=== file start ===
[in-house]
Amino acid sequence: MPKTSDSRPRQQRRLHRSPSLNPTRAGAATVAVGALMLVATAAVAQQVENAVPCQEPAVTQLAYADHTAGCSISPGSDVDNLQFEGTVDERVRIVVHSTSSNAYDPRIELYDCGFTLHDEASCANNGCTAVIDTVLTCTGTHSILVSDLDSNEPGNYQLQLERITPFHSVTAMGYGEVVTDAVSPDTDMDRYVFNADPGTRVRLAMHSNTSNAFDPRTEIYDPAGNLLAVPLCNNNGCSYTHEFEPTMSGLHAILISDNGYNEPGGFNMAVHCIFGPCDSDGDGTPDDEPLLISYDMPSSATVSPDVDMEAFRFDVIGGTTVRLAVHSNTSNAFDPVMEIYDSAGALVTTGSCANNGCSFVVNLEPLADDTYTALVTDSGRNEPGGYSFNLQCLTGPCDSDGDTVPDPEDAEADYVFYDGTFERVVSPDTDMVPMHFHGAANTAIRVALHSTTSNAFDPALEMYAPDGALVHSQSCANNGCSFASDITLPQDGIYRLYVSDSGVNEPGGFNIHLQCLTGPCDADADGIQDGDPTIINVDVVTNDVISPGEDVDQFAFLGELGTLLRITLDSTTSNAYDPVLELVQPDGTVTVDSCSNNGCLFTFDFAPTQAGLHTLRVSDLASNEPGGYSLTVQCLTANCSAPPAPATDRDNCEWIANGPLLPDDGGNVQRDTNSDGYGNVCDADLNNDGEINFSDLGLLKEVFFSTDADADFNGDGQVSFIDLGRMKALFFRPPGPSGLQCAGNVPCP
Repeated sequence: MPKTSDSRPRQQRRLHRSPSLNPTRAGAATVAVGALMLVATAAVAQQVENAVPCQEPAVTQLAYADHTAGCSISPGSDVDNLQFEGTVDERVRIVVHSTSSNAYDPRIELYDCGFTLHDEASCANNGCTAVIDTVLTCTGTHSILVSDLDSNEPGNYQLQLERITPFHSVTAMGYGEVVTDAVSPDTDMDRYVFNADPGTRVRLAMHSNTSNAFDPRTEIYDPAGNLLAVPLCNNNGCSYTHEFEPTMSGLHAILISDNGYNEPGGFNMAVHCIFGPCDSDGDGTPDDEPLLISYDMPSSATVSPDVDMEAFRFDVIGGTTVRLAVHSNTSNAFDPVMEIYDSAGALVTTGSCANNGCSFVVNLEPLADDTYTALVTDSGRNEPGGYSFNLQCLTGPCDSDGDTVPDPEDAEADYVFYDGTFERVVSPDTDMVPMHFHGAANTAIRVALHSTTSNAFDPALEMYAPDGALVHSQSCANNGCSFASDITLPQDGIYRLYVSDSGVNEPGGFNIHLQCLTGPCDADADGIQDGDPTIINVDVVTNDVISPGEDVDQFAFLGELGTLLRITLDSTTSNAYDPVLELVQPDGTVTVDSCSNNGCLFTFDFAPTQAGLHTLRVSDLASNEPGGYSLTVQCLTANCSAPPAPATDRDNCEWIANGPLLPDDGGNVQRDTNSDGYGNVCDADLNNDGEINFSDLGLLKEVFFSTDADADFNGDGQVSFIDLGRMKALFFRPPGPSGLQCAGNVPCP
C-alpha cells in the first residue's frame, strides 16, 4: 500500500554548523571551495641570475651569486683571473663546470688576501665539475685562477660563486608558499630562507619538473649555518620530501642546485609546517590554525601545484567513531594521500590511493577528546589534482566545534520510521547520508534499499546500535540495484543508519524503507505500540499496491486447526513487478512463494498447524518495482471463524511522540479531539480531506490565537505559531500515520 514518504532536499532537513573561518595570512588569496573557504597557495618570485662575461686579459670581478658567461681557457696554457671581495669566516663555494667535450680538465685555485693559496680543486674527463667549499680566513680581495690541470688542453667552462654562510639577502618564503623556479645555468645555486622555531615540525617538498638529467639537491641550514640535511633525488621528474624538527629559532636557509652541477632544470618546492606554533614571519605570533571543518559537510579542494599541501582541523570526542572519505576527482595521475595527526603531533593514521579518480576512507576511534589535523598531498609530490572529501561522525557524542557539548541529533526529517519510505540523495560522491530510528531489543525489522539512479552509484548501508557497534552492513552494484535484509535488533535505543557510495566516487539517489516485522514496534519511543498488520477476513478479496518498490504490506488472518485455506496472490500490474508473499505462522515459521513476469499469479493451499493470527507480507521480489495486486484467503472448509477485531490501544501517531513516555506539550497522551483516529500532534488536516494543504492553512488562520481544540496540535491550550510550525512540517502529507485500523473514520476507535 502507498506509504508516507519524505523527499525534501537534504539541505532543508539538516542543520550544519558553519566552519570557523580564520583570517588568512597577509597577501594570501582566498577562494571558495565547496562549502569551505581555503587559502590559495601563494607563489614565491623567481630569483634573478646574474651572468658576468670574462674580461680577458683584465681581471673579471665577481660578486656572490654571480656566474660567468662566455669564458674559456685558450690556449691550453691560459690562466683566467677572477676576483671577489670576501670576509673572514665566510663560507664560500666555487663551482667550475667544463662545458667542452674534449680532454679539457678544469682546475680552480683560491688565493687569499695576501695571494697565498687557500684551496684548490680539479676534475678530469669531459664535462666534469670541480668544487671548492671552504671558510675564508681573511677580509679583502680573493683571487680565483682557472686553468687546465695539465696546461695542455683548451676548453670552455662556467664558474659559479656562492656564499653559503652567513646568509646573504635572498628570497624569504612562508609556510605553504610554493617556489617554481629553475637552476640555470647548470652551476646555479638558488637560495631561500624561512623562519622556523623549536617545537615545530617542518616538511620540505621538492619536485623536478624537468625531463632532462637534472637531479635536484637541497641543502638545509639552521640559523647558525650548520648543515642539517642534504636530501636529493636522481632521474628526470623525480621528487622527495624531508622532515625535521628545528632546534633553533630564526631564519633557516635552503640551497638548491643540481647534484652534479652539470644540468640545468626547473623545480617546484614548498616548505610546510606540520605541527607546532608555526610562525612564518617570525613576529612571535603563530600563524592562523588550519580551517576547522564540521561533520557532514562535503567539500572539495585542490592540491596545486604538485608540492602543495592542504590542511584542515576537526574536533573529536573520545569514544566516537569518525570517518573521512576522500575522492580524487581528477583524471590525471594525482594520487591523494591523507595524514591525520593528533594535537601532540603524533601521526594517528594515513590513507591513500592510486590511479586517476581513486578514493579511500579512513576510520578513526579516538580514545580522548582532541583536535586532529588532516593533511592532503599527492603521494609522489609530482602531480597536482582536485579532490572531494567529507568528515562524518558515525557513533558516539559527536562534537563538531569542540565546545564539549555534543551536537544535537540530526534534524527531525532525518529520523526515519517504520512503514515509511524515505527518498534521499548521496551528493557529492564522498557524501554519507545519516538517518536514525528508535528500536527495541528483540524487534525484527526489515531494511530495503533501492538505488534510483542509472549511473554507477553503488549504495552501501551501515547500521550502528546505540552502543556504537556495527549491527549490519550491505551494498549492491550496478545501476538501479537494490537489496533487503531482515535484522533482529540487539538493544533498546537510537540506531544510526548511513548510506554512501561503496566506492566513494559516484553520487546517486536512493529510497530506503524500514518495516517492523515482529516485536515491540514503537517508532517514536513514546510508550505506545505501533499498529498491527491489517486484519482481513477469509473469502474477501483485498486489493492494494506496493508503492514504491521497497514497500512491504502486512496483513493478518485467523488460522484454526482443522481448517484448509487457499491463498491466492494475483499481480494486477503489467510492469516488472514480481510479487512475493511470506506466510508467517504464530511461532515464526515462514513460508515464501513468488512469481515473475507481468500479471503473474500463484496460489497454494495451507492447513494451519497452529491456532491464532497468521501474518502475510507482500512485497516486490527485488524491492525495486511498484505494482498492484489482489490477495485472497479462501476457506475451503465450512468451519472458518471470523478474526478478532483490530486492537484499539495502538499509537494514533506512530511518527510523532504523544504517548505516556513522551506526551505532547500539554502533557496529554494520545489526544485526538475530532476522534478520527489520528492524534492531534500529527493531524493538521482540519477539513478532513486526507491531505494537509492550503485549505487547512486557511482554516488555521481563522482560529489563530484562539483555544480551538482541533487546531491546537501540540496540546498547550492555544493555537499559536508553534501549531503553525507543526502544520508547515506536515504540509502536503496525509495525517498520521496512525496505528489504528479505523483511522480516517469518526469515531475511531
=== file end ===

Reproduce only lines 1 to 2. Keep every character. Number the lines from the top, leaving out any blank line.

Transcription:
[in-house]
Amino acid sequence: MPKTSDSRPRQQRRLHRSPSLNPTRAGAATVAVGALMLVATAAVAQQVENAVPCQEPAVTQLAYADHTAGCSISPGSDVDNLQFEGTVDERVRIVVHSTSSNAYDPRIELYDCGFTLHDEASCANNGCTAVIDTVLTCTGTHSILVSDLDSNEPGNYQLQLERITPFHSVTAMGYGEVVTDAVSPDTDMDRYVFNADPGTRVRLAMHSNTSNAFDPRTEIYDPAGNLLAVPLCNNNGCSYTHEFEPTMSGLHAILISDNGYNEPGGFNMAVHCIFGPCDSDGDGTPDDEPLLISYDMPSSATVSPDVDMEAFRFDVIGGTTVRLAVHSNTSNAFDPVMEIYDSAGALVTTGSCANNGCSFVVNLEPLADDTYTALVTDSGRNEPGGYSFNLQCLTGPCDSDGDTVPDPEDAEADYVFYDGTFERVVSPDTDMVPMHFHGAANTAIRVALHSTTSNAFDPALEMYAPDGALVHSQSCANNGCSFASDITLPQDGIYRLYVSDSGVNEPGGFNIHLQCLTGPCDADADGIQDGDPTIINVDVVTNDVISPGEDVDQFAFLGELGTLLRITLDSTTSNAYDPVLELVQPDGTVTVDSCSNNGCLFTFDFAPTQAGLHTLRVSDLASNEPGGYSLTVQCLTANCSAPPAPATDRDNCEWIANGPLLPDDGGNVQRDTNSDGYGNVCDADLNNDGEINFSDLGLLKEVFFSTDADADFNGDGQVSFIDLGRMKALFFRPPGPSGLQCAGNVPCP